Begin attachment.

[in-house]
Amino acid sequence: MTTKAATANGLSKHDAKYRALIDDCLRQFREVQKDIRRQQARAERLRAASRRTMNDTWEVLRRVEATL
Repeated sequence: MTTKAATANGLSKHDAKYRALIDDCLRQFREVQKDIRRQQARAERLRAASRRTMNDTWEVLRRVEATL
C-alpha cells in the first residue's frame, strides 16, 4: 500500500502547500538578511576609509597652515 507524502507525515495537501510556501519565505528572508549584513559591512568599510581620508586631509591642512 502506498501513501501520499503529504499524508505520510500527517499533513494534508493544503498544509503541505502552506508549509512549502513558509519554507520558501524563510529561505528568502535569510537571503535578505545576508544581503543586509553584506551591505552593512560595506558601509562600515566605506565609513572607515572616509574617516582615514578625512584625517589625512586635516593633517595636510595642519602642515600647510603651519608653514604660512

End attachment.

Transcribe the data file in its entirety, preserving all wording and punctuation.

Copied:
[in-house]
Amino acid sequence: MTTKAATANGLSKHDAKYRALIDDCLRQFREVQKDIRRQQARAERLRAASRRTMNDTWEVLRRVEATL
Repeated sequence: MTTKAATANGLSKHDAKYRALIDDCLRQFREVQKDIRRQQARAERLRAASRRTMNDTWEVLRRVEATL
C-alpha cells in the first residue's frame, strides 16, 4: 500500500502547500538578511576609509597652515 507524502507525515495537501510556501519565505528572508549584513559591512568599510581620508586631509591642512 502506498501513501501520499503529504499524508505520510500527517499533513494534508493544503498544509503541505502552506508549509512549502513558509519554507520558501524563510529561505528568502535569510537571503535578505545576508544581503543586509553584506551591505552593512560595506558601509562600515566605506565609513572607515572616509574617516582615514578625512584625517589625512586635516593633517595636510595642519602642515600647510603651519608653514604660512